Alex Charron is a graduate student in political economy at the University of Victoria. He sent us this open letter, which is addressed to British Columbia Teachers' Federation president Jim Iker:
Dear Mr. Iker,
Thank you for your work negotiating on behalf of teachers. You have my full support in this fight. I believe that the current struggle is part of a larger campaign of resistance which must be waged against a neoliberal government seeking to reduce social expenditures to a minimum in order to please a capitalist class which refuses to fund budget items which don’t directly raise its rate of profit. It is a pity that the public doesn’t see this clearly and that workers in all sectors don’t join with teachers in resisting these types of pressures and in defending society against the imperatives of profit.
Indeed, I am writing today to urge you to reach out to other BC public sector workers to ask them to join with teachers in a general public sector strike. I believe that without such an escalation, it will be difficult to win your fight.
In an industrial production setting, the capitalist class has strong incentives to avoid strikes and to resolve them quickly when they occur (often using the most brutal and illegal tactics). This is because any interruption in the movement of capital is accompanied by a devaluation of that capital. Thus while industrial workers suffer during a strike by losing their pay, capital suffers as well.
But the incentives are not the same when it comes to government. Each additional day of strike reduces the government’s wage bill. Furthermore, prolonging the strike has the perverse effect of turning people against teachers. In short, I think it is to the advantage of the government to have a teachers’ strike go as long as possible. I fear that if things stay as they are now, teachers will be forced to submit to the government’s demands under this framework of distorted incentives sooner or later. That the government is also thinking and strategizing along these lines can be seen clearly enough in the stonewalling tactics which have been used throughout by the BCPSEA.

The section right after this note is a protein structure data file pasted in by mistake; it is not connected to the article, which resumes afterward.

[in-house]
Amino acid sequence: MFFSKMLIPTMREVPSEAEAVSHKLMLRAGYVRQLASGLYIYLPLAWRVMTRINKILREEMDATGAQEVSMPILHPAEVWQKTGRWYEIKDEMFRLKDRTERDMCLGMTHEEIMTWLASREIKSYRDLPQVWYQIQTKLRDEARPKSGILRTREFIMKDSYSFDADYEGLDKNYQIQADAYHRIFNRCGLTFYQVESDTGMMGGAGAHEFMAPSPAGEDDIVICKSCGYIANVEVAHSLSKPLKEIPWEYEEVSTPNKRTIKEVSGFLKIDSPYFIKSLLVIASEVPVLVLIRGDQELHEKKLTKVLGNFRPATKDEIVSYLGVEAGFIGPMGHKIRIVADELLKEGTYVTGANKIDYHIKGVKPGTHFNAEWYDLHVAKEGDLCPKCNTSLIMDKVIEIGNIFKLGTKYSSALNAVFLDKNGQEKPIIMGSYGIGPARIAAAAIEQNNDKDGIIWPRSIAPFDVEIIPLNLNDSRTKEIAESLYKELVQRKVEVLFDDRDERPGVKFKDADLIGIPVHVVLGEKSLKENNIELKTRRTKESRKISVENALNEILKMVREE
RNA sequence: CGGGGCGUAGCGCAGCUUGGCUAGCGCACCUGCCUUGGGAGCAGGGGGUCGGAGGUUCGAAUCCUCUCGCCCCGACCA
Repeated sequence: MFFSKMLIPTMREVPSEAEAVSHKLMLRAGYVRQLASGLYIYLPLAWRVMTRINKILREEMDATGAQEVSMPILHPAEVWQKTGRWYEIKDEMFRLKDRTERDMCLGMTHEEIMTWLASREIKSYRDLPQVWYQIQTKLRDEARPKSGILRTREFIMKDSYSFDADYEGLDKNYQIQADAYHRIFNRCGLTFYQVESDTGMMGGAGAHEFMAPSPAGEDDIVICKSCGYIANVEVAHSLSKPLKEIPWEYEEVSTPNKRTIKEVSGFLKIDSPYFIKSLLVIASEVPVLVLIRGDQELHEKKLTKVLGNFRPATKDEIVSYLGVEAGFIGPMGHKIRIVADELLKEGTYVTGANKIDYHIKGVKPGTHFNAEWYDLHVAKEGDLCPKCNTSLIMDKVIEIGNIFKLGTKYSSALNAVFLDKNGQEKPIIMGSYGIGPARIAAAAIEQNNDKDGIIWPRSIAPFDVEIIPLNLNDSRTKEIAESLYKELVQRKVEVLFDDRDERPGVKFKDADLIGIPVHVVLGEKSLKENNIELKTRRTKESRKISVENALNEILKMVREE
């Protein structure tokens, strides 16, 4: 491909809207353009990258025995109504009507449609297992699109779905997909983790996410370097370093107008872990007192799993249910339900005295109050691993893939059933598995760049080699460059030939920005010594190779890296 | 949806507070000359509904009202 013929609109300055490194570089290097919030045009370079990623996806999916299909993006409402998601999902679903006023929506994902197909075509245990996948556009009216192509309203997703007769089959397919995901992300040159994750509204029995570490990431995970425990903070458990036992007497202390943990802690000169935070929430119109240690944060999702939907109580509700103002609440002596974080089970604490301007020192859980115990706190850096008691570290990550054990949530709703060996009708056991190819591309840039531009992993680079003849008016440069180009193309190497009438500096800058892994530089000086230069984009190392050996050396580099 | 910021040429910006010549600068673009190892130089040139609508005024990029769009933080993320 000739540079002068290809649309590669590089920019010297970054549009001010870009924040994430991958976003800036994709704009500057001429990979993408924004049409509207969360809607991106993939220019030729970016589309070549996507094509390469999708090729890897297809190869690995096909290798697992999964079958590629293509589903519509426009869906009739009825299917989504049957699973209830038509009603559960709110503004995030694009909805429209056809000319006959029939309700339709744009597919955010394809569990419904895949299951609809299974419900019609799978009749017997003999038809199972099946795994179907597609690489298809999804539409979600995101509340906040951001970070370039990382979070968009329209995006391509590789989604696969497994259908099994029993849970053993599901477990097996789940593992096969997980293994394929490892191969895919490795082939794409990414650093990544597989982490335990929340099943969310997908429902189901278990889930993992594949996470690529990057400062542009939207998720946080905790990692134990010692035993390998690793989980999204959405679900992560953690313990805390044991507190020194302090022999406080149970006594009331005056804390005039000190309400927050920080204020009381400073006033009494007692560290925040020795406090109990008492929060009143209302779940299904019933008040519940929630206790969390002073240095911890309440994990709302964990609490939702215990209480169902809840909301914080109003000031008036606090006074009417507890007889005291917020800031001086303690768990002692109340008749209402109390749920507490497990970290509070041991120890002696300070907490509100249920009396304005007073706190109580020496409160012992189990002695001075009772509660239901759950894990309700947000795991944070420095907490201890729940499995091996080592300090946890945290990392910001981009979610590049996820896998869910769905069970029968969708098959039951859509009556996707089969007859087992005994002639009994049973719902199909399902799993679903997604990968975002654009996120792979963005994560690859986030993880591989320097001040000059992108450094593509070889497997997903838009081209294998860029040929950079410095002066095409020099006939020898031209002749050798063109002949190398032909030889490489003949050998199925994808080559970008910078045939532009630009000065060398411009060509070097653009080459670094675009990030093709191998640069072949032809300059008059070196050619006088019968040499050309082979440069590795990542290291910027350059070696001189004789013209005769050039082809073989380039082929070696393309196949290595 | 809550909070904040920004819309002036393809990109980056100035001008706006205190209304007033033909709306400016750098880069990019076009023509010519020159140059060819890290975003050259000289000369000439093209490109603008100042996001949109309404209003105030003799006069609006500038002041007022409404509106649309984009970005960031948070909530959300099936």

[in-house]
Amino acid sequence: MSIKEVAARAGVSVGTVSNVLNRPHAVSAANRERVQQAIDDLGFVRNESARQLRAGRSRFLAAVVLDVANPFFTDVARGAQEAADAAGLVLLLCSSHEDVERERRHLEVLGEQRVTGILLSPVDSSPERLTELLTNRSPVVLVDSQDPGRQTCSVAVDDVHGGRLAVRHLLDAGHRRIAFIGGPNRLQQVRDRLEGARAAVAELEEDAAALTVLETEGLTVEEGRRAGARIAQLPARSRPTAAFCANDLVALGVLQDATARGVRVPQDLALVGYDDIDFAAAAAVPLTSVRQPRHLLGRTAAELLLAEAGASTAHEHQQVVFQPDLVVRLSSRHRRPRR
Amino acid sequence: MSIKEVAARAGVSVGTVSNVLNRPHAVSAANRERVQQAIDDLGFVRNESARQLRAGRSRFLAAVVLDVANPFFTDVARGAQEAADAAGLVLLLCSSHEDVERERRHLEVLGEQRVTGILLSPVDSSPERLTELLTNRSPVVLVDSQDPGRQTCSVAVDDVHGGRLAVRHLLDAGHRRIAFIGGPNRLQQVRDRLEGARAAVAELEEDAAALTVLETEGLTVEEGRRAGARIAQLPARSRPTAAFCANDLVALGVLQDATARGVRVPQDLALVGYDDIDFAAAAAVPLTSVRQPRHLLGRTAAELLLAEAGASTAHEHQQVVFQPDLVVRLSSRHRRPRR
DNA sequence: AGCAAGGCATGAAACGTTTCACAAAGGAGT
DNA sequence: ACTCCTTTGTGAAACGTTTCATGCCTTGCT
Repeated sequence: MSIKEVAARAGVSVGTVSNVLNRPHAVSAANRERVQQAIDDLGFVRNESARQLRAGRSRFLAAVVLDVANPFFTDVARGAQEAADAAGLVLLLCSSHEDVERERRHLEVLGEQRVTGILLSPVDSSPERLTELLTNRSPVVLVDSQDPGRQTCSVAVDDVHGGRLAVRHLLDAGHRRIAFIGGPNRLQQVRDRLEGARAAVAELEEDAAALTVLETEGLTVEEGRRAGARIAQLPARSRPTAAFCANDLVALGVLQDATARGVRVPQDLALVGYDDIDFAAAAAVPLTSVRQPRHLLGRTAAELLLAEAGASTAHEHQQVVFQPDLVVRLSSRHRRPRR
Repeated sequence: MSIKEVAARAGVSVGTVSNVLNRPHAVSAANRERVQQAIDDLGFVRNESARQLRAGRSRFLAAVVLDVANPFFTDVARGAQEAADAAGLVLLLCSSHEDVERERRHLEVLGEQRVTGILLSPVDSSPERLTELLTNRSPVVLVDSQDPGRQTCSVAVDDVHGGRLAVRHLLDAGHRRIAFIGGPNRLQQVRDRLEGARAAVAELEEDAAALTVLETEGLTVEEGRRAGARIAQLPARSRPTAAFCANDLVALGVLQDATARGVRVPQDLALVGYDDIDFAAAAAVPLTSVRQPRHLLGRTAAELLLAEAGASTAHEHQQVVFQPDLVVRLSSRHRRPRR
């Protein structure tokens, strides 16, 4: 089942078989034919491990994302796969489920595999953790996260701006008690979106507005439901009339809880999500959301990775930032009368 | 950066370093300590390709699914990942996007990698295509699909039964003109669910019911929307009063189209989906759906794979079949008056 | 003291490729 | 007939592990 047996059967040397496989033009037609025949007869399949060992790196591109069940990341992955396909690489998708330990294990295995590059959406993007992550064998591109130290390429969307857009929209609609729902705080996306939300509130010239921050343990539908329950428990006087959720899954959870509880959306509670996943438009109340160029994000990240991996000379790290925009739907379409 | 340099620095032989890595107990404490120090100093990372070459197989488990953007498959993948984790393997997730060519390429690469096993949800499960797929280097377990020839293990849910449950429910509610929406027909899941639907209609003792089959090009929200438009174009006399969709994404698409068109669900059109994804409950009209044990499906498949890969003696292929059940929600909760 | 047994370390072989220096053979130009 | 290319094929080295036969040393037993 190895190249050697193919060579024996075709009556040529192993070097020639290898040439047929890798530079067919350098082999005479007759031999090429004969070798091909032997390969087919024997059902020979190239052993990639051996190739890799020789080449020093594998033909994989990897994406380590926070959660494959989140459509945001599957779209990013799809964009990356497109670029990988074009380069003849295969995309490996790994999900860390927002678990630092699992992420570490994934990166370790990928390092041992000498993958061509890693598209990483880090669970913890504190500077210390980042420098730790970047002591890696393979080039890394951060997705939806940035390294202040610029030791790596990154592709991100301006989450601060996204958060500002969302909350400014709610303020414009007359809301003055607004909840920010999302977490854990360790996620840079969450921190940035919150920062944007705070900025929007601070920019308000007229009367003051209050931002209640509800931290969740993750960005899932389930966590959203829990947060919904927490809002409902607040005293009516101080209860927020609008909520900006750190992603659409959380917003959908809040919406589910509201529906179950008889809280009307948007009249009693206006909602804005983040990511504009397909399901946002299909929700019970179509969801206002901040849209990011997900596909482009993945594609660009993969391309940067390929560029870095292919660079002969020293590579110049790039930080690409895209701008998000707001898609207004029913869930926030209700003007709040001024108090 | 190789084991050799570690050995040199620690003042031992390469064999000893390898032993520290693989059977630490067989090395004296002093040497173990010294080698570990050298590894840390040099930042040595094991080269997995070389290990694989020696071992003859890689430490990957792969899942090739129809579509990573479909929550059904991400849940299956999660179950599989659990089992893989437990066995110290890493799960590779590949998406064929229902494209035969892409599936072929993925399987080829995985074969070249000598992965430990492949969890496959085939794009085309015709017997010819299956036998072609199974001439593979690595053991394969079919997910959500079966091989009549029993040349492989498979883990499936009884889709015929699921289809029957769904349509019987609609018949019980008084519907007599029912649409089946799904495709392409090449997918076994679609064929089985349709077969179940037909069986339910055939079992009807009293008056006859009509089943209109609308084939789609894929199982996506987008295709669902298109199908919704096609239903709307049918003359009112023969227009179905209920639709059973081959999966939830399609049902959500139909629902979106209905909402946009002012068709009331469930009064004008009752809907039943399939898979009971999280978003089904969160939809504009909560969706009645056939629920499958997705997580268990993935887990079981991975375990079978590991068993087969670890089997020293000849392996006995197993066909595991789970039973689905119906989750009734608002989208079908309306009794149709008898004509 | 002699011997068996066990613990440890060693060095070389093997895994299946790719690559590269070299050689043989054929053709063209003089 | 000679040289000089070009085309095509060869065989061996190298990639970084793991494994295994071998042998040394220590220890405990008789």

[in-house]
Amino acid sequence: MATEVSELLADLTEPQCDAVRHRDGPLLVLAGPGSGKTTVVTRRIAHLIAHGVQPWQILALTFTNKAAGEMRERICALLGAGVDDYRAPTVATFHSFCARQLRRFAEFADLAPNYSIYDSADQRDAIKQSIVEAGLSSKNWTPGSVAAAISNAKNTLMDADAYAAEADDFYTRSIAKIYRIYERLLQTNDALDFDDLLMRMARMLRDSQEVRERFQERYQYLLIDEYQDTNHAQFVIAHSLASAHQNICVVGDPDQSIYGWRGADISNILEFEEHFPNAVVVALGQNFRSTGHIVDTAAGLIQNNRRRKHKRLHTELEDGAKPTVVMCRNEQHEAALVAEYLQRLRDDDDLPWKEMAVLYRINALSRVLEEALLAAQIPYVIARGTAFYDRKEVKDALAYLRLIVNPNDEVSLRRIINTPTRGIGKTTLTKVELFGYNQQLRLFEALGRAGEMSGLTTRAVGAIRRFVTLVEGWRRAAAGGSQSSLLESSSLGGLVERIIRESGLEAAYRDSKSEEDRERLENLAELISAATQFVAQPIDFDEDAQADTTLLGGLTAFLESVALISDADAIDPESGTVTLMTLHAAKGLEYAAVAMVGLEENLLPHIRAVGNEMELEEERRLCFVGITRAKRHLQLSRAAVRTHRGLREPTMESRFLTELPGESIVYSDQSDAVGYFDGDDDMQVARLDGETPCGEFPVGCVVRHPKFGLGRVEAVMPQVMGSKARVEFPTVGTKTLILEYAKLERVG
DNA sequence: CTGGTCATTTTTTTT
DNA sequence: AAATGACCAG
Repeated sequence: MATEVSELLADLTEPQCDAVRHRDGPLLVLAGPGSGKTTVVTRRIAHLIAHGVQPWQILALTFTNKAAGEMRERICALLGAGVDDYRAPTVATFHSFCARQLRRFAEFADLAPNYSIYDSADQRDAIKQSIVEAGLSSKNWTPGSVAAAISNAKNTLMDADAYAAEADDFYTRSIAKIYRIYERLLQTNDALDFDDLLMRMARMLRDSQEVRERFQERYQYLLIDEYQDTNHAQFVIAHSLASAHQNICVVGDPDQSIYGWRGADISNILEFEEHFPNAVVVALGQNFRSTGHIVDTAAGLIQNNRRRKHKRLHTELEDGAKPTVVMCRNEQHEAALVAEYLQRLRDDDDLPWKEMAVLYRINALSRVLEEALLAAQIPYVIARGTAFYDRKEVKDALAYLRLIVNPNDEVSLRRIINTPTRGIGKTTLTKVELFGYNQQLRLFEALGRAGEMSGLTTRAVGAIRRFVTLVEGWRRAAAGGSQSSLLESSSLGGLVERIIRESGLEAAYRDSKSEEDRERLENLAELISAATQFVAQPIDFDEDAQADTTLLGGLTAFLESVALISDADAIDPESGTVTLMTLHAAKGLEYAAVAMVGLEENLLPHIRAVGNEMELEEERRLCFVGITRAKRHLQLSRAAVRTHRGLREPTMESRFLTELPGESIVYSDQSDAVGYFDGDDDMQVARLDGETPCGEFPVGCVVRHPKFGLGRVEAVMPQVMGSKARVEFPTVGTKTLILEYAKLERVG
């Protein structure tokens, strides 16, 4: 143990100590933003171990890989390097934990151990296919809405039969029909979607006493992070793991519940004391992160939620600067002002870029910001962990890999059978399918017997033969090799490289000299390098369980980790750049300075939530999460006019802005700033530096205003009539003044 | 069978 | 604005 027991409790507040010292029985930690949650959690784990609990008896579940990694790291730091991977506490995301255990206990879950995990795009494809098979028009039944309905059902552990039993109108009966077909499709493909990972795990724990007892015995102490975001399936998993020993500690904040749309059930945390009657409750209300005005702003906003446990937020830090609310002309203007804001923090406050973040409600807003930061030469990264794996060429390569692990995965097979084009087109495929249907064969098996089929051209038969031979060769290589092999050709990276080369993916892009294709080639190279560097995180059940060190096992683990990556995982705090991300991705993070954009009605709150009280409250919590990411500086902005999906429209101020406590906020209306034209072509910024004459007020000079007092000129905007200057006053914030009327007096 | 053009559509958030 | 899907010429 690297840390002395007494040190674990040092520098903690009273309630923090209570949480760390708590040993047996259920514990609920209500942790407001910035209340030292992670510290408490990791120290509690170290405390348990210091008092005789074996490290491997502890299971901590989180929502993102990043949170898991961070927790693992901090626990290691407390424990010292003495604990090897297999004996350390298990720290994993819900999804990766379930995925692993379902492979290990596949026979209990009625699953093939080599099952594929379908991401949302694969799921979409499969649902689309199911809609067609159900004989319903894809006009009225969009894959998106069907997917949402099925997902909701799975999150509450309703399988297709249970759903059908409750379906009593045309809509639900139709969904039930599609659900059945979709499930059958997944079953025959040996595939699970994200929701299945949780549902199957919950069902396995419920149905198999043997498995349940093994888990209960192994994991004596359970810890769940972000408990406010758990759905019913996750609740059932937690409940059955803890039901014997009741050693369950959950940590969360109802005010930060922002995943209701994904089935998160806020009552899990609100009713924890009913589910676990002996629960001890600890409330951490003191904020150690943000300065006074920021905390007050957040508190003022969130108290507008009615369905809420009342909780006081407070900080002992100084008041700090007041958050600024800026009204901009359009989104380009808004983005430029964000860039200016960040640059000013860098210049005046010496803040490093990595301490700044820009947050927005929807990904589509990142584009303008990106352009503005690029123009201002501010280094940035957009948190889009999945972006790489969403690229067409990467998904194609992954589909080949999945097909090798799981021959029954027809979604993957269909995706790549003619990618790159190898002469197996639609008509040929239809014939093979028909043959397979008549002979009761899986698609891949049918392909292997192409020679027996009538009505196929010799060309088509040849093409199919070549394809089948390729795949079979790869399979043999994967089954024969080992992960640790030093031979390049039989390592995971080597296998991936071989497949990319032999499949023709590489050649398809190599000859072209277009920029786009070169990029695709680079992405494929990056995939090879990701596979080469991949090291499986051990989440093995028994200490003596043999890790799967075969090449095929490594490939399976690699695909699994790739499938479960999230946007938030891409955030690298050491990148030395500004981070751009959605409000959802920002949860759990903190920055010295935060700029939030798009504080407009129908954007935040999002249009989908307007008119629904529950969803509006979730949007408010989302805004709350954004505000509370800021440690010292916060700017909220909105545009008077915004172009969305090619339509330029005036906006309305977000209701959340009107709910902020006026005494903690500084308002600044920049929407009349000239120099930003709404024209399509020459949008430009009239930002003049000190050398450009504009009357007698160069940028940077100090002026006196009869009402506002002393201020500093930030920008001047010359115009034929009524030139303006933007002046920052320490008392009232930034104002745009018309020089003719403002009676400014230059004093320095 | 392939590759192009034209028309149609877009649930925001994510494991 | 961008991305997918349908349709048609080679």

What is needed is to find a way to really make government feel the pinch, and I believe the way to do this is with a general public sector strike. These kinds of mobilizations have toppled government in the developing world in the latter half of the 20th century. These also have the benefit of disrupting economic activity and thereby incentivizing the capitalist class to lean on their government proxies to get them to achieve a resolution, even if this means acceding to worker demands.
I believe other public sector unions have every reason to support teachers if they can be made to conceptualize the situation as part of a larger struggle of workers against capital and the neoliberal state – which transparently represents the latter’s class interests. For, if teachers lose this fight, how long before other public unions come under the chopping block (many already have). I implore you to reach out to these other unions with this message. If they and the general public support you, it may be possible to defend society a little while longer against neoliberalism. If not, I fear that teachers will face an uphill battle.